I have a run a number of different game systems over the years.  Learning a new game can be a very enjoyable part of this hobby.  It can also be a hugely frustrating process.  New rules systems can be confusing even when they are well written.  Concepts that are easy to practice at the table can be ridiculously hard to put into text.  The learning curve is steeper for some games than others as well.  This becomes a barrier to entry for some games.  I have mentioned before, but it is germane to the point:  I really like the concept of Shadowrun, but the magic rules, and the hacking rules to a lesser extent, were so dense that I gave up on them years ago.

The game master needs to know how the rules work.  I, as the GM,  must be able to explain them to my players. Without a solid grasp of the rules, I cannot properly create material for the game.  As the final arbiter of the game, I must fairly apply the  rules to determine what happens when a player takes an action.  So that begs the question:  how is the best way to learn the rules of a new game?

Yup.  This guy is my welcoming committee for
every new game.  
The best way I have ever found to learn the basics of any game is to create a character in the new system.  Not just any character, I always design the same one: a basic thug.  The genre of the game does not really matter for this to work.  In every game, there is someone that the players, especially beginning players, are going to pound on.  Most games provide the stats for this type of character already, but I always go back and do it myself anyway.  By using the character creation system to generate this basic cannon fodder, I learn some interesting things about the system.

The first, and probably most important, thing that creating a very basic fighting character in any system teaches me is how the character generation system will work for my players. Once the players have accepted your campaign pitch, creating  characters is often the first time that the players will encounter the new game you are proposing.  For many players, the character creation process is one of the great joys of the game.  A new character is a blank canvas, one full of possibilities.  If the players find the character creation process difficult, however, it can sour them on the game before the first session begins.  Taking a trip through the character creation process ahead of the players can alert me to the problems that players may encounter when they generate their own heroes.

The second reason to create a thug is to see how the character stats work within the rules.  Until I understand the rules, a pre-generated character is just a bunch of numbers on a page.  By engaging in the character creation process, I can see how the character stats mesh with the task resolution systems.  The most important things that a rule system can do is provide a method for PCs to do stuff and fight stuff.  By creating my own character, even a violent and not very bright one, I can use each step of the process to see how the various attributes, abilities, and skills work within the system to allow characters to achieve both these things.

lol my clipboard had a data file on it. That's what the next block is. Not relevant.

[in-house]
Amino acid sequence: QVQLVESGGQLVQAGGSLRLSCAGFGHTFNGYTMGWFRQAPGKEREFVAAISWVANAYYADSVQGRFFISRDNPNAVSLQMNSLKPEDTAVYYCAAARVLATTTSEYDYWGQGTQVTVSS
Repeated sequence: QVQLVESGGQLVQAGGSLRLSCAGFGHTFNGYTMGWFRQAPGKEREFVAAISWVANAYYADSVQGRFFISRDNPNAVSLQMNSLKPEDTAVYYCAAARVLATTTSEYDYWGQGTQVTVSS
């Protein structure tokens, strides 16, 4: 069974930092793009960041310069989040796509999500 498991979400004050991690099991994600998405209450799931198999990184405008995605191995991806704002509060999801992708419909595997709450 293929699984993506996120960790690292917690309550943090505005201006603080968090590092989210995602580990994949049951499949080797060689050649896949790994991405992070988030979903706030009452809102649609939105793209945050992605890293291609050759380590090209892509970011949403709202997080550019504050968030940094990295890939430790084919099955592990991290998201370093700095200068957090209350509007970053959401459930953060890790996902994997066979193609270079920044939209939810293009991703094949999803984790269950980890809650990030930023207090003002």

Or... at least I will when I finally
level up.

Finally, drawing up a new fighter from scratch gives me a good idea of the power level the system allows to new characters.  This permits me to scale challenges, both combat and otherwise, to the abilities of my new characters.  If the statistics for my generic thug will likely struggle with a challenge, then the (presumably more competent) players likely find it challenging as well.  If my beginning bruiser cannot succeed at all, then my challenge may be too difficult for new players who do not yet know how to optimize their characters.

At the end of this process, I have learned quite a bit about the system.  Less than I will likely learn in the first session of play, but certainly more than I will learn by reading the rules alone.  In addition, I have some idea of how to utilize the character creation process.  Since I will be using that system to create NPCs throughout the campaign, that is a very useful byproduct.  And, if nothing else, I have a new useful stat block for an NPC that I can throw at the players any time there is a need.  


Friday, June 6, 2014

The Method in My Madness

I have been a moderately successful GM.  Certainly some games have been more successful than others, but most of my players seem to enjoy whatever I am running most of the time.  In the past few years, I have felt like I had far more hits than misses, which is about as good a track record as I could hope for.  Even some of the misses, like the AD&D TPK three sessions into the campaign, have been illuminating. One of the reasons for the recent success ratio, I think, is that I have been practicing a campaign planning scheme of my own design.  At least, I do not think I have cribbed it from somewhere else.

"A plan is just a list of things that don't happen."
  -- Way of the Gun
This is doubly so of detailed session notes.